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DARPA successfully tests autonomous drones that continue to operate after losing communications

DARPA tests autonomous drone swarms against communications and GPS jamming

DARPA tests autonomous drone swarms against communications and GPS jamming

Nowadays, different developers are creating systems that allow joining drones in groups. It is believed that this will simplify the handling of multiple devices at the same time, and will allow solving quite complex tasks. For example, a single operator with a group of drones can take a building in a city under full observation.

Now, the Advanced Defense Development Agency of the Pentagon (DARPA) has successfully conducted tests of an autonomous group of drones, capable of continuing to perform a task in case of losing communication with the operator. According to Flightglobal, they were conducted in a closed mode in a polygon of Arizona, United States. 

According to DARPA, the groups of autonomous unmanned aerial vehicles will be useful in the performance of several combat missions in areas with active opposition from the air defense systems and enemy radio-electronic warfare.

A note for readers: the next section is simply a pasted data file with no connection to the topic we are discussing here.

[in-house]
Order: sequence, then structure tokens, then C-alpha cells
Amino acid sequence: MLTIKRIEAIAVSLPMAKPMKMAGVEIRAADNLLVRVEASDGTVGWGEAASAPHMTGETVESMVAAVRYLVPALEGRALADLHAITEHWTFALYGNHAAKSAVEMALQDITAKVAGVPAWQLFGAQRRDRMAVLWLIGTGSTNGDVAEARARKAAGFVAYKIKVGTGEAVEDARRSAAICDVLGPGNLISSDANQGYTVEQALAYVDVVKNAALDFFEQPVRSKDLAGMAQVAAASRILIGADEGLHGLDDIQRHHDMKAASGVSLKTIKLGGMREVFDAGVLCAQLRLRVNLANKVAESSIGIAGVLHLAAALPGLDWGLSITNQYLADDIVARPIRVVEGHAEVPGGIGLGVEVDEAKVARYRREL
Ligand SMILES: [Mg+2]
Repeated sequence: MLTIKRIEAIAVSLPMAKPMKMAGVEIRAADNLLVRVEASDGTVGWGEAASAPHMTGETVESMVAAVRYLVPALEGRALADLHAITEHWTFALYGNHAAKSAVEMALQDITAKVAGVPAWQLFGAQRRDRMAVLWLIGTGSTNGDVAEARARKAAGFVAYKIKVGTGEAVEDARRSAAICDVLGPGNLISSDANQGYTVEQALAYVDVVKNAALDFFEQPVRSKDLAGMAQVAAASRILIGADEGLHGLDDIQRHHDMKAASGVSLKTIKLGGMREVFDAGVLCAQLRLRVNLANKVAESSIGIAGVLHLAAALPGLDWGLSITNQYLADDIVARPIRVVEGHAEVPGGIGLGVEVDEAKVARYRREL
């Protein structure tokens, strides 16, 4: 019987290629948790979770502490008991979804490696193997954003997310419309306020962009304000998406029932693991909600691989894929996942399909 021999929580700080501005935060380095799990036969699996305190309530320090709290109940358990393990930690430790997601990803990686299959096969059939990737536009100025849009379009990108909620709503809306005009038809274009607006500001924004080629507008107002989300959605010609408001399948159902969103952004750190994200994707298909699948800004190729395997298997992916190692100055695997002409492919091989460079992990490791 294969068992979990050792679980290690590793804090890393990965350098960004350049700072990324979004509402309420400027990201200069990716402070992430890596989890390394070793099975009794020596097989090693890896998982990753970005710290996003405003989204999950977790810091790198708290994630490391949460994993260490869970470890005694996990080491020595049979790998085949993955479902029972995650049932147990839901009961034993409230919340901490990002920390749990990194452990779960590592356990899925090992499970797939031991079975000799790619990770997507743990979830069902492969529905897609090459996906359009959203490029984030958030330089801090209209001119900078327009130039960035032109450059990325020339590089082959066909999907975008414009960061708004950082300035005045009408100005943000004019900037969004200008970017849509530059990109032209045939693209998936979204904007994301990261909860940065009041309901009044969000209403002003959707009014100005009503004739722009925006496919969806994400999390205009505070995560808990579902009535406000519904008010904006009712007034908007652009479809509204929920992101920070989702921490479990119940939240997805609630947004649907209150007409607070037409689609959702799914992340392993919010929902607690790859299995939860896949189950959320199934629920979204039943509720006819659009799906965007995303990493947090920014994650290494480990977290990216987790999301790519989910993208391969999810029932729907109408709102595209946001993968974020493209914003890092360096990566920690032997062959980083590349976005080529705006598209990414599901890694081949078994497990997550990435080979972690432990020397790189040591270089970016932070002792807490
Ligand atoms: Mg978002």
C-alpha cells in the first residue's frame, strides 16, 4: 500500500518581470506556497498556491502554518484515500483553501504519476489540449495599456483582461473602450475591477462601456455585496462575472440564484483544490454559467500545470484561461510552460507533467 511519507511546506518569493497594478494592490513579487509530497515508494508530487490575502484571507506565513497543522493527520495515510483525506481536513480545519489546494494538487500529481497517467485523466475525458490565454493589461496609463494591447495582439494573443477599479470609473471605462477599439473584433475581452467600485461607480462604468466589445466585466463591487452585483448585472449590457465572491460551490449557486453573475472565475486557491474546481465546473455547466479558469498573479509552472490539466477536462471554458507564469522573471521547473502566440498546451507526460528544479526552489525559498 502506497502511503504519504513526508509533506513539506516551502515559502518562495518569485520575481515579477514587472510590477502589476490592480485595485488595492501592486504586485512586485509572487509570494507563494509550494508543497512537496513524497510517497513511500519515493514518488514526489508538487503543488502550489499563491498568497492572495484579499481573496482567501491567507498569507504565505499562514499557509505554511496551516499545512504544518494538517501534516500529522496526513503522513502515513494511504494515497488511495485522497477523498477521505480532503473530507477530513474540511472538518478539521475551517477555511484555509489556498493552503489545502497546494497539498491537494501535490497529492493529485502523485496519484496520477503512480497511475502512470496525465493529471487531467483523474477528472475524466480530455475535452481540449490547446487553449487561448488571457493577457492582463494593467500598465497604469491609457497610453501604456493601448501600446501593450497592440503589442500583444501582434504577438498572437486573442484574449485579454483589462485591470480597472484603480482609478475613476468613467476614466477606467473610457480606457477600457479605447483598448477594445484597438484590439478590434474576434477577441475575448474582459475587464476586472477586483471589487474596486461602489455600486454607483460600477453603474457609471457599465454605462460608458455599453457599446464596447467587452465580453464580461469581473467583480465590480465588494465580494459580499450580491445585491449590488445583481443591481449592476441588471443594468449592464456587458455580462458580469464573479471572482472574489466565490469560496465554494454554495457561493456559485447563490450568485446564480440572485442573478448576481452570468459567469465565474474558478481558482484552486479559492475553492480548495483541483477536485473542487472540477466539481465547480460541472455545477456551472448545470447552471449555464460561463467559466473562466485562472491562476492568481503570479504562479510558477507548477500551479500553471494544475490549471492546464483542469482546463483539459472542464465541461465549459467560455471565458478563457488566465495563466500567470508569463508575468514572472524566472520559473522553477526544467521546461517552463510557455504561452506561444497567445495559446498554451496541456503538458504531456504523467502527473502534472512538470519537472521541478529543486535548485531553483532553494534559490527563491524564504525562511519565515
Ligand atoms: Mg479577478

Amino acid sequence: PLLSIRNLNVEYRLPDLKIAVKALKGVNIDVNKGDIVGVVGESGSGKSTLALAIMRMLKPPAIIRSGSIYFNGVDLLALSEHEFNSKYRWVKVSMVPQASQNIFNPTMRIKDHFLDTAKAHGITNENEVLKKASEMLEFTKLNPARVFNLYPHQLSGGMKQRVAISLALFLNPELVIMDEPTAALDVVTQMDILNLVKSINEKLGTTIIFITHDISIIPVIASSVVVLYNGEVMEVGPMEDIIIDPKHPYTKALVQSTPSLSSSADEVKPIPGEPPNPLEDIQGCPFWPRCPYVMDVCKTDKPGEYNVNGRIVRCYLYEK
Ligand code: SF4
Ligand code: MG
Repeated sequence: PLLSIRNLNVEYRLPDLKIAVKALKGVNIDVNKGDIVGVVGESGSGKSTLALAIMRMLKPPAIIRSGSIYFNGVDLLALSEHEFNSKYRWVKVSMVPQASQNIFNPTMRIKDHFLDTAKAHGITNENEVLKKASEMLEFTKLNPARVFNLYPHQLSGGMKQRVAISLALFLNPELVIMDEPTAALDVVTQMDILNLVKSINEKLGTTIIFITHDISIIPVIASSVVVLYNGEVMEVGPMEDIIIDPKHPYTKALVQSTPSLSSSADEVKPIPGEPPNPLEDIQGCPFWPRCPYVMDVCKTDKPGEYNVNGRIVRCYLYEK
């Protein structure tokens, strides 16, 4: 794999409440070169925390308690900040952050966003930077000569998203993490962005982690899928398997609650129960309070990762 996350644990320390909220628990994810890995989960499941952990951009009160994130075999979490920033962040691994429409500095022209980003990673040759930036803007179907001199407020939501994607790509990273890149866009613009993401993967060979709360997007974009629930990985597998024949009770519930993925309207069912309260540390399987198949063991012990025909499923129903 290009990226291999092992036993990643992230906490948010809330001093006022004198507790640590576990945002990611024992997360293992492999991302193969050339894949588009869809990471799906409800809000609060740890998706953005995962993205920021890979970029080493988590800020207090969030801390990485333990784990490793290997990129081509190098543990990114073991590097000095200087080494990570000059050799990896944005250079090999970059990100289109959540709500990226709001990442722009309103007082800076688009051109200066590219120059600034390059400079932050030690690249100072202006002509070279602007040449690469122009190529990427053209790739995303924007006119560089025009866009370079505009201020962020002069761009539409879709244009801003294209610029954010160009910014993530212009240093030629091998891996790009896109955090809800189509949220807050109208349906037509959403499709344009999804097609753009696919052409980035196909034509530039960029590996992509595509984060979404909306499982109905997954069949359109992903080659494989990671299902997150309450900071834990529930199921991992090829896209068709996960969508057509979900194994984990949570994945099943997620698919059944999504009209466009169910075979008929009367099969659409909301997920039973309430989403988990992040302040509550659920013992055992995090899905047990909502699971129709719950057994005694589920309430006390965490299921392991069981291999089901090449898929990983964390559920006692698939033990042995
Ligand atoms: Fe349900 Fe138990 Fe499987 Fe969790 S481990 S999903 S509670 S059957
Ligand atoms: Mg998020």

DARPA tests autonomous drone swarms against communications and GPS jamming

During the test, a group of drones was controlled by an operator. Then, the communication with the devices was deliberately interrupted, and the drones acted in autonomous mode, distributed roles within the group and completed a list of tasks that were stored in memory before takeoff. Then the drones returned to the starting point. Other details of the tests are not specified.

In October, the European company Airbus conducted tests of the aviation system to control groups of drones. According to the consortium, the tests were carried out as part of a program to create systems for the interaction of manned and unmanned military aircraft. During the trials, a pilot who was on the control plane led a group of five drones.

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